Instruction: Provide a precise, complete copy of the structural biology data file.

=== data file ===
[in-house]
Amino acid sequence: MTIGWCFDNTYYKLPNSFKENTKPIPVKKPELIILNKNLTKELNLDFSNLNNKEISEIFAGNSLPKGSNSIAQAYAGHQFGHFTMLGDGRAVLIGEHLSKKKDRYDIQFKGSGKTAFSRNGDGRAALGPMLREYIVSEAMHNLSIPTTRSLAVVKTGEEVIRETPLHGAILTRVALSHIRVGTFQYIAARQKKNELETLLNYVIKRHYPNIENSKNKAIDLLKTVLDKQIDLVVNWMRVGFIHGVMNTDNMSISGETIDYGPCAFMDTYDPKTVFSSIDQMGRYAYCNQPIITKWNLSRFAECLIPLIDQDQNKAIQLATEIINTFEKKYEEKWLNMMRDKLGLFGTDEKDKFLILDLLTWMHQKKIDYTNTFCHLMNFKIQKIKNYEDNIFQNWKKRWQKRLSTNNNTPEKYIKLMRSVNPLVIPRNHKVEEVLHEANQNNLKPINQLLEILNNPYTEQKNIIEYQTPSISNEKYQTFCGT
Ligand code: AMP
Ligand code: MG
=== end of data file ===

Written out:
[in-house]
Amino acid sequence: MTIGWCFDNTYYKLPNSFKENTKPIPVKKPELIILNKNLTKELNLDFSNLNNKEISEIFAGNSLPKGSNSIAQAYAGHQFGHFTMLGDGRAVLIGEHLSKKKDRYDIQFKGSGKTAFSRNGDGRAALGPMLREYIVSEAMHNLSIPTTRSLAVVKTGEEVIRETPLHGAILTRVALSHIRVGTFQYIAARQKKNELETLLNYVIKRHYPNIENSKNKAIDLLKTVLDKQIDLVVNWMRVGFIHGVMNTDNMSISGETIDYGPCAFMDTYDPKTVFSSIDQMGRYAYCNQPIITKWNLSRFAECLIPLIDQDQNKAIQLATEIINTFEKKYEEKWLNMMRDKLGLFGTDEKDKFLILDLLTWMHQKKIDYTNTFCHLMNFKIQKIKNYEDNIFQNWKKRWQKRLSTNNNTPEKYIKLMRSVNPLVIPRNHKVEEVLHEANQNNLKPINQLLEILNNPYTEQKNIIEYQTPSISNEKYQTFCGT
Ligand code: AMP
Ligand code: MG